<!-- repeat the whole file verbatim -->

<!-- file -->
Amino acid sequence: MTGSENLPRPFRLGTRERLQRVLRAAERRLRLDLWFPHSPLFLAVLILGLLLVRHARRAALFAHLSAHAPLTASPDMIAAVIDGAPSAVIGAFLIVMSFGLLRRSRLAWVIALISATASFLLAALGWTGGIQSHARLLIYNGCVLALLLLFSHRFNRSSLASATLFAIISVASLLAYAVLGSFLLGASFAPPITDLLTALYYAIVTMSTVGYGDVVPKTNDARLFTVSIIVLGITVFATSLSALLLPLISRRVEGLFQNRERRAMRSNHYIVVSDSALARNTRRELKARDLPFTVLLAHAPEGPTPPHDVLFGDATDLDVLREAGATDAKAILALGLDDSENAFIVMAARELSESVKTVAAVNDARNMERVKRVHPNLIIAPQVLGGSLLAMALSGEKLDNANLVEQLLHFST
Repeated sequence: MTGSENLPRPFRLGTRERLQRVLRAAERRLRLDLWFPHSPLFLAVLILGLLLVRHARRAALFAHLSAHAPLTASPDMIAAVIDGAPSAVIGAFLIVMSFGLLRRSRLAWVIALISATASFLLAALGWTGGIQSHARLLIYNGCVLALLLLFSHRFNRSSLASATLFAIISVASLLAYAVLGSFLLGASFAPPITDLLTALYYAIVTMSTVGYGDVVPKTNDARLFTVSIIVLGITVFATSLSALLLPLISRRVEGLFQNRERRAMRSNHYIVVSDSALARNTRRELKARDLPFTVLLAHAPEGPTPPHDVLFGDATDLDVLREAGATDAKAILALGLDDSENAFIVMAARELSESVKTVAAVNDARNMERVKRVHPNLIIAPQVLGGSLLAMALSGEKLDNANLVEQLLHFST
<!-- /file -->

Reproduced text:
Amino acid sequence: MTGSENLPRPFRLGTRERLQRVLRAAERRLRLDLWFPHSPLFLAVLILGLLLVRHARRAALFAHLSAHAPLTASPDMIAAVIDGAPSAVIGAFLIVMSFGLLRRSRLAWVIALISATASFLLAALGWTGGIQSHARLLIYNGCVLALLLLFSHRFNRSSLASATLFAIISVASLLAYAVLGSFLLGASFAPPITDLLTALYYAIVTMSTVGYGDVVPKTNDARLFTVSIIVLGITVFATSLSALLLPLISRRVEGLFQNRERRAMRSNHYIVVSDSALARNTRRELKARDLPFTVLLAHAPEGPTPPHDVLFGDATDLDVLREAGATDAKAILALGLDDSENAFIVMAARELSESVKTVAAVNDARNMERVKRVHPNLIIAPQVLGGSLLAMALSGEKLDNANLVEQLLHFST
Repeated sequence: MTGSENLPRPFRLGTRERLQRVLRAAERRLRLDLWFPHSPLFLAVLILGLLLVRHARRAALFAHLSAHAPLTASPDMIAAVIDGAPSAVIGAFLIVMSFGLLRRSRLAWVIALISATASFLLAALGWTGGIQSHARLLIYNGCVLALLLLFSHRFNRSSLASATLFAIISVASLLAYAVLGSFLLGASFAPPITDLLTALYYAIVTMSTVGYGDVVPKTNDARLFTVSIIVLGITVFATSLSALLLPLISRRVEGLFQNRERRAMRSNHYIVVSDSALARNTRRELKARDLPFTVLLAHAPEGPTPPHDVLFGDATDLDVLREAGATDAKAILALGLDDSENAFIVMAARELSESVKTVAAVNDARNMERVKRVHPNLIIAPQVLGGSLLAMALSGEKLDNANLVEQLLHFST